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- By Pushkar Mukewar
Trade, import, and export for MSMEs: When the world went into lockdown last year in the wake of the coronavirus pandemic, one sector that kept people going is e-commerce. The pandemic gave e-commerce a boost in the US, taking it to levels not expected until 2025. Digital marketing agency ROI Revolution projected that the sector might bring over $ 843 billion in sales this year. Even in India, news reports suggested that 40 per cent of existing online shoppers bought more products online due to the pandemic. A Bain & Company report on how India shops online says: “The Indian e-retail market is primed to reach nearly 300 million to 350 million shoppers over the next five years, propelling the online gross merchandise value from $100 billion to $120 billion by 2025.”
This change in buying trends is a piece of good news for the retail industry for sure. But it’s also good news for manufacturers. Significantly, the report adds this: “Over the past few years, India has experienced a surge in small enterprises and homemakers scaling their businesses by taking them online. E-retail has enabled the creation of millions of jobs and empowered delivery personnel, mom-and-pop Kirana stores, and several small sellers.”
It’s not just small sellers on e-commerce platforms like Amazon and Flipkart in India. Today, MSME manufacturers can leverage the power of e-commerce to sell anywhere in the world. They can set up their platforms or get attached to existing platforms to sell globally. And remember, these platforms are not necessarily only retail-specific. There are B2B e-commerce platforms that can help manufacturers be a part of the global value chain.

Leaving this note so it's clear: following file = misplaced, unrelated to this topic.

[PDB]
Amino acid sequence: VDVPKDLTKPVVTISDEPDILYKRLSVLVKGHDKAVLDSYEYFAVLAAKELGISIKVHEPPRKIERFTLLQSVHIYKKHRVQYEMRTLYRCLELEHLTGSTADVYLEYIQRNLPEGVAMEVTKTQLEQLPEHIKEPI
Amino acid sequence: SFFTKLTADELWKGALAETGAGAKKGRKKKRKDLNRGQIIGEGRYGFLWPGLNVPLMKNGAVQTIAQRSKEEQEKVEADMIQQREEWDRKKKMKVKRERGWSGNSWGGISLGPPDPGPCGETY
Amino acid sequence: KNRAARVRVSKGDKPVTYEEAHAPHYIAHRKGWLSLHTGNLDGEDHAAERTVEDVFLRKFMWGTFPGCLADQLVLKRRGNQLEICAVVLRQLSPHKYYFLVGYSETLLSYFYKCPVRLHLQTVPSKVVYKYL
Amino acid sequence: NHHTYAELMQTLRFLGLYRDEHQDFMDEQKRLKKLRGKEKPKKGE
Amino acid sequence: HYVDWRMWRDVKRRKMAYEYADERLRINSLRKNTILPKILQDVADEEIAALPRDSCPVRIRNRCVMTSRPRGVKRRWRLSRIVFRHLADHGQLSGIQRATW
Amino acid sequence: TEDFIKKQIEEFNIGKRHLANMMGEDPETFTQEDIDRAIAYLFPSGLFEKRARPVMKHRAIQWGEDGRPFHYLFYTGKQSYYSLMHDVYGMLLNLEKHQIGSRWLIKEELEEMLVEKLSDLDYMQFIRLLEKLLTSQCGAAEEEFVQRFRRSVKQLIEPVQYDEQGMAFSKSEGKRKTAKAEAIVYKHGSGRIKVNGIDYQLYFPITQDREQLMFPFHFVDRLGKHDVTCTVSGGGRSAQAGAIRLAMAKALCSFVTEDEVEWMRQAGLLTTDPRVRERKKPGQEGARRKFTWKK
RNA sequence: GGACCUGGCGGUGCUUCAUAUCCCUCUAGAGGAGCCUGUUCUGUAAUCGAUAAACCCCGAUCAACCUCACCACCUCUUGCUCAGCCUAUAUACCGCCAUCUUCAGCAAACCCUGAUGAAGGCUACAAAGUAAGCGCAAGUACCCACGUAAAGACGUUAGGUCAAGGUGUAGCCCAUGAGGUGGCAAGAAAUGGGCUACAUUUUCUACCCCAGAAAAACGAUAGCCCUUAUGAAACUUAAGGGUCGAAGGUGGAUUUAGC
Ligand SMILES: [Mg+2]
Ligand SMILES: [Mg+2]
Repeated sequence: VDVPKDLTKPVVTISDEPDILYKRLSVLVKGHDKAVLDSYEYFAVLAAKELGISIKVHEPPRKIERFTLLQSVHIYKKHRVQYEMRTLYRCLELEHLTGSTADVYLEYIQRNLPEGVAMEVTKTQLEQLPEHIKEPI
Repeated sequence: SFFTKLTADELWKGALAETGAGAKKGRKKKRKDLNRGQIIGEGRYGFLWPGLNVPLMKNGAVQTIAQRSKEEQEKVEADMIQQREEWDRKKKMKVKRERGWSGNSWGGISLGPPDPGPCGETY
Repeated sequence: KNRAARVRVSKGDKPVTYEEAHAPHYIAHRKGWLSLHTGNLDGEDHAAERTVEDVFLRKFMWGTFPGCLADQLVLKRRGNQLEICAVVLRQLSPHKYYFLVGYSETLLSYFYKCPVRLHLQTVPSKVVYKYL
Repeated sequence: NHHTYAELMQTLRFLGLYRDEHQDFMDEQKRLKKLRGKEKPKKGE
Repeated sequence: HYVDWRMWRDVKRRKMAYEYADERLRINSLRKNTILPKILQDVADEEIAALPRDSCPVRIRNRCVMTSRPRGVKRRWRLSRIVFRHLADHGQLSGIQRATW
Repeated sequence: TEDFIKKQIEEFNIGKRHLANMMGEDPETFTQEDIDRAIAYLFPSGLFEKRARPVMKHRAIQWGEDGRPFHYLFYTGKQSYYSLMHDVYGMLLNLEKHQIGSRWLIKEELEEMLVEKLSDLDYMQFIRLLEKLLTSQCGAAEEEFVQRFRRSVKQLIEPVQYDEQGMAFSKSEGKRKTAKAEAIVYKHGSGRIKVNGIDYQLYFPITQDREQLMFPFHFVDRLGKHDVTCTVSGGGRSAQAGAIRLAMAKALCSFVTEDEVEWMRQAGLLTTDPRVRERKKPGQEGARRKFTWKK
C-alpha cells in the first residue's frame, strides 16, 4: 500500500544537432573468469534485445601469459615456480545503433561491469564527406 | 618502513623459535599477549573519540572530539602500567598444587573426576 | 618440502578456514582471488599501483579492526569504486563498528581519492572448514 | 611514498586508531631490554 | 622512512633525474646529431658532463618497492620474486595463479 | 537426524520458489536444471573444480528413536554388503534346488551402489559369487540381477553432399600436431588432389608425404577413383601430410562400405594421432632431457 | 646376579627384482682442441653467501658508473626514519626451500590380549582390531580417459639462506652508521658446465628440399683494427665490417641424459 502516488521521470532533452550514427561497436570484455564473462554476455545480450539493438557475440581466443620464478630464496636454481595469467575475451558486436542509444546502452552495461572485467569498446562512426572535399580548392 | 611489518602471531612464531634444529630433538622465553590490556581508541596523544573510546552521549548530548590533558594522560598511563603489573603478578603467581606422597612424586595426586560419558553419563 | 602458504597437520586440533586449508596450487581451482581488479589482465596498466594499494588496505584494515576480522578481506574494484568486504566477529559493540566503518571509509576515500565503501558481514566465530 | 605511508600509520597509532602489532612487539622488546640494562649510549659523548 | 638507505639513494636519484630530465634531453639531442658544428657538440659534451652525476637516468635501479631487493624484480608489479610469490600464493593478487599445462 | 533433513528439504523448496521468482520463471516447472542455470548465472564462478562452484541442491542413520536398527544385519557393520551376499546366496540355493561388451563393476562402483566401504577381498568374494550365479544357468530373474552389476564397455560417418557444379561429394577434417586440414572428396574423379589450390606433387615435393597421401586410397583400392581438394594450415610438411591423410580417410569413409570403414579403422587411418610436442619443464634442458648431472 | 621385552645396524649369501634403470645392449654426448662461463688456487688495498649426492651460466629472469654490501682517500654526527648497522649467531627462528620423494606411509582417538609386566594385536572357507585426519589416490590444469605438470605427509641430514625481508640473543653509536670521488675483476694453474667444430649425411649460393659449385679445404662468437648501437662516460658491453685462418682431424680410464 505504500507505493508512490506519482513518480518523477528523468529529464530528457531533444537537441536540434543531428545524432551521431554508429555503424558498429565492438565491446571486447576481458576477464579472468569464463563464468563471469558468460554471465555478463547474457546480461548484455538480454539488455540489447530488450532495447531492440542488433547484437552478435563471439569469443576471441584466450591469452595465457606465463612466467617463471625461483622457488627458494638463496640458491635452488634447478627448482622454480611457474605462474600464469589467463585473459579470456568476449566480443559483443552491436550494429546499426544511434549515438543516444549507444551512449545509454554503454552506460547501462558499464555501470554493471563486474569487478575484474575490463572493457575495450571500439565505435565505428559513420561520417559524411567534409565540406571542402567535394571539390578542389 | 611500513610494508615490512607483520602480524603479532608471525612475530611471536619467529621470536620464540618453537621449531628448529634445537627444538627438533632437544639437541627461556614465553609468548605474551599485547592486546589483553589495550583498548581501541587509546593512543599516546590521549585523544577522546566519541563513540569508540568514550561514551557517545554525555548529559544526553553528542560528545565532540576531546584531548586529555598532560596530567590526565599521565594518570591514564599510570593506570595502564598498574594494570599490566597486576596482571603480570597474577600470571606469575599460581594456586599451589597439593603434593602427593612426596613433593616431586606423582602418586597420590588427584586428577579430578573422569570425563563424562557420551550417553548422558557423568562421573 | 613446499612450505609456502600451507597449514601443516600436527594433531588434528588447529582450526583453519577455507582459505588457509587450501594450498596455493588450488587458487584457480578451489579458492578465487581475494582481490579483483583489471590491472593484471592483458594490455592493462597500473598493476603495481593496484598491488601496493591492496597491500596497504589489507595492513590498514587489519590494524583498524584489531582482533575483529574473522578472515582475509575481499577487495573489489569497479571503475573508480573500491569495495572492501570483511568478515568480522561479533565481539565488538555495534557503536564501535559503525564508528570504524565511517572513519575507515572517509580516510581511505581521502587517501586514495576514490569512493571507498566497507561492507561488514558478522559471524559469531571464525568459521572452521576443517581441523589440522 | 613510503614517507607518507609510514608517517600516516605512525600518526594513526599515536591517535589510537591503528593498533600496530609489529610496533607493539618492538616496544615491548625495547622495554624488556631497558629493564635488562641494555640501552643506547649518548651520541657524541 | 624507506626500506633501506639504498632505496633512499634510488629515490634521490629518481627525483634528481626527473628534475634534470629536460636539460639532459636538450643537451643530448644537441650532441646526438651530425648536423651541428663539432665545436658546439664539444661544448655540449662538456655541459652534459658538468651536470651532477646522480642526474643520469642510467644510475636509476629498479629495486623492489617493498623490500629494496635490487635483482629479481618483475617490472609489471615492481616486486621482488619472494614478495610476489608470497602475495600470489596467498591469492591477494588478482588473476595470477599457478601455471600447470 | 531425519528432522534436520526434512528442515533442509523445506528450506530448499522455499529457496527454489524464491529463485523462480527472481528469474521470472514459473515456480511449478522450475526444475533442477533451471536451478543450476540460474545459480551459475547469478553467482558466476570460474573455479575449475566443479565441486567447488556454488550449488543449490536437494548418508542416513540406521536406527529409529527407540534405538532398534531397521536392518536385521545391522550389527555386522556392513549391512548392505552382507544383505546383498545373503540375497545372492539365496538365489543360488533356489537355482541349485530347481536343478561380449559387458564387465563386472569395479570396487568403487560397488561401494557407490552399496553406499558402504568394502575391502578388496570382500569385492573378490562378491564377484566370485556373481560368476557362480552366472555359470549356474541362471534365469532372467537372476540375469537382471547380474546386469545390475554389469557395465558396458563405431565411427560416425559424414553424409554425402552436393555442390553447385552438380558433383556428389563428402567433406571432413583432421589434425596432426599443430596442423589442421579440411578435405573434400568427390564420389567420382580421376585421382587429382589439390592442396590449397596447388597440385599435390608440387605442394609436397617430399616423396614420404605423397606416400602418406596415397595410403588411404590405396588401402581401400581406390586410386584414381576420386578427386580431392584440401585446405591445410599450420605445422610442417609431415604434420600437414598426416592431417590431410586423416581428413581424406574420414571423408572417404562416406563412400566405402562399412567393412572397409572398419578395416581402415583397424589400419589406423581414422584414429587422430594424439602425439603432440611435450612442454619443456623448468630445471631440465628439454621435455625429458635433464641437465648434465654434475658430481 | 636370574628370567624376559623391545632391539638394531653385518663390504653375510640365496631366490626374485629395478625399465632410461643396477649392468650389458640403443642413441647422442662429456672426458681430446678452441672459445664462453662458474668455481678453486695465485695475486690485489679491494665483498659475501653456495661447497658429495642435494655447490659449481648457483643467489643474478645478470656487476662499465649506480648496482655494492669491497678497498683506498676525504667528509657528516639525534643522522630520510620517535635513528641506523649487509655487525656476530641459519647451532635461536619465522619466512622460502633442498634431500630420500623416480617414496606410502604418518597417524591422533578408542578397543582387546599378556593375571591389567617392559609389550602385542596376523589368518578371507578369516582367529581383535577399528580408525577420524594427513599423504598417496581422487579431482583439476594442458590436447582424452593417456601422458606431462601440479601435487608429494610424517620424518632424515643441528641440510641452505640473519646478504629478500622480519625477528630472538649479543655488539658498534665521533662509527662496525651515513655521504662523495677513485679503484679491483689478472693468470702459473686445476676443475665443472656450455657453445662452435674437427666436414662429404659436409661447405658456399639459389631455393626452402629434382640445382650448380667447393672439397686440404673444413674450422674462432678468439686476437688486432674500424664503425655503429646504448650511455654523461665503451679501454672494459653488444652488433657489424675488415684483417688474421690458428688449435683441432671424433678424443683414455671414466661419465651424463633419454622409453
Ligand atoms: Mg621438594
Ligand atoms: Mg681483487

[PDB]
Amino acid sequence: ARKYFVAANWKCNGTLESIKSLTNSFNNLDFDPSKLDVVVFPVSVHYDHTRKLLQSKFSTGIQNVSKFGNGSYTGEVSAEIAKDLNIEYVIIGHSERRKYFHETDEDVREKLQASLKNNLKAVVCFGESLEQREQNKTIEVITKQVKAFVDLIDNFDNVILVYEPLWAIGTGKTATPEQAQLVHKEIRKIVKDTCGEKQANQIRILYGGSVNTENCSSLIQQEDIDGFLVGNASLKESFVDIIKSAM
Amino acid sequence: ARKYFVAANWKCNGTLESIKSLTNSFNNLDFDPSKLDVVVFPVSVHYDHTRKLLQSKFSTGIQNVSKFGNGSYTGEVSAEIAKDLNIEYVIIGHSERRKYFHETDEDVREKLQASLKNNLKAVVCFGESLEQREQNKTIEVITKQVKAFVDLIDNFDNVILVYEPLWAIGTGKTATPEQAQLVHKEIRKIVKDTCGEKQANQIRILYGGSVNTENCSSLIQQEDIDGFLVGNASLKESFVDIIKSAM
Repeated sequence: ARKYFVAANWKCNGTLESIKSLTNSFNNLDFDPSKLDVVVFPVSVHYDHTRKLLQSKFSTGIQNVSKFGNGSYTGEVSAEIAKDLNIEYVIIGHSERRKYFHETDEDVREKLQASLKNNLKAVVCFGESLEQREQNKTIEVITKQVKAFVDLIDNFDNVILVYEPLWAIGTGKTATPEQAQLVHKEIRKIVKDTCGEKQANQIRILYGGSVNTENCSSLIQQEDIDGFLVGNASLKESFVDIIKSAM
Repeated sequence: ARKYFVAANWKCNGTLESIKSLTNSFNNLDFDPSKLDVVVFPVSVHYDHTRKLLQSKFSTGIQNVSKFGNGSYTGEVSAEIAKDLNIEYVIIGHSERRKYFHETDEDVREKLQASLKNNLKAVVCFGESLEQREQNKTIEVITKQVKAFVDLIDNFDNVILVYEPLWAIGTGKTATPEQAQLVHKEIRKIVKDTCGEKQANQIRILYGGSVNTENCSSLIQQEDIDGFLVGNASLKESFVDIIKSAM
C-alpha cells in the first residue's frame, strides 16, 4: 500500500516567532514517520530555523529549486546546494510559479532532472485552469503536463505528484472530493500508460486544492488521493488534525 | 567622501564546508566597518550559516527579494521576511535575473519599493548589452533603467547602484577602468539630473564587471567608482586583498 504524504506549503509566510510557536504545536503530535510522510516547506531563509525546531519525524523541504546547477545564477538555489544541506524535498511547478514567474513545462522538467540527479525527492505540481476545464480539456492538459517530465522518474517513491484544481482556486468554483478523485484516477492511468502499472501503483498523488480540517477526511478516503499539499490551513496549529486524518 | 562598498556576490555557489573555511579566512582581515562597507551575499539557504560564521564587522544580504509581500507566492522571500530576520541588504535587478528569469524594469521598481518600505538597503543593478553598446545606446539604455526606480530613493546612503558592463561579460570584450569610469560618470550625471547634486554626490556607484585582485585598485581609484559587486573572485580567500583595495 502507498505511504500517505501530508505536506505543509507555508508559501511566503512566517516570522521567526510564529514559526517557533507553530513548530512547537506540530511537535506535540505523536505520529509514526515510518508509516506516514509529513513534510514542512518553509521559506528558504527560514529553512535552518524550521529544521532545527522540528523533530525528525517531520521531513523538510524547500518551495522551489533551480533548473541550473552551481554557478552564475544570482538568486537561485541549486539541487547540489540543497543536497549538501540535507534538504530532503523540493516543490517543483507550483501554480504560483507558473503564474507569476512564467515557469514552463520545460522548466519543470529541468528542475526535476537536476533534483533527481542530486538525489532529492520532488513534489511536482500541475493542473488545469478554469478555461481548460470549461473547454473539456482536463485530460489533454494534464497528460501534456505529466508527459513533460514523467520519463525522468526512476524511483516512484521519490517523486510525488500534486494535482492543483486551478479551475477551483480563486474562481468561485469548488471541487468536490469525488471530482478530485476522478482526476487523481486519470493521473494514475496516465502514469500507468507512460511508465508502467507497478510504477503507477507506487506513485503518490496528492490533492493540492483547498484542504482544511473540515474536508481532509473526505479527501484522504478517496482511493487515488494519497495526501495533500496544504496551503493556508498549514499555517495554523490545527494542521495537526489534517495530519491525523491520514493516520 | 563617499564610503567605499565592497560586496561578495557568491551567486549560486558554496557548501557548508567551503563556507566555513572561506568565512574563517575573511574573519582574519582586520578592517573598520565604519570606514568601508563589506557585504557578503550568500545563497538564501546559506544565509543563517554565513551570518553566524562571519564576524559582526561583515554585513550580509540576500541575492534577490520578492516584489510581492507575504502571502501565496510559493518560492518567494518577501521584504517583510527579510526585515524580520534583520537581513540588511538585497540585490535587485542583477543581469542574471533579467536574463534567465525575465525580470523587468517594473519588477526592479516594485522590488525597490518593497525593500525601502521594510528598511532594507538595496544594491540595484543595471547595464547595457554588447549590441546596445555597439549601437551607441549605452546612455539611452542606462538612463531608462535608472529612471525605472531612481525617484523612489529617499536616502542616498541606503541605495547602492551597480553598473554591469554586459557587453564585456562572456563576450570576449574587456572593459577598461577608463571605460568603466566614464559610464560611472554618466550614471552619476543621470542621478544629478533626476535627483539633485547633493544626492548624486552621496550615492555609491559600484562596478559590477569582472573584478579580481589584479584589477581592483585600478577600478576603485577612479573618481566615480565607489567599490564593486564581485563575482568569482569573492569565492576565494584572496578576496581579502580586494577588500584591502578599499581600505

Cross-border e-commerce helps Indian MSMEs in many ways. One, of course, is that it expands its market without demanding too much in terms of marketing infrastructure. E-commerce also gives sellers the chance to study the demands of a new market and tweak offerings to suit that market. MSMEs, who choose to piggyback on an existing e-commerce platform, can take advantage of the logistics support offered by these platforms.
Increased demand from a larger customer base means that MSMEs will need to scale up. That could mean greater investment in capacity and also more job creation in India. It looks like an emphatic win for all concerned — customers, e-commerce platforms, MSMEs, and the economy. So, why aren’t more MSMEs flocking to cross-border e-commerce platforms? Or looking at entering e-commerce on their own?
Crying need for credit
Like most things related to MSMEs in India, the answer boils down to funding. MSMEs lack easy access to credit. Because of their small size and because they often don’t have collateral, banks and financial institutions are reluctant to lend to MSMEs. The government has tried to extend help by launching schemes like the 59-minute loan scheme. But these efforts need to be stepped up substantially if the majority of MSMEs are to benefit.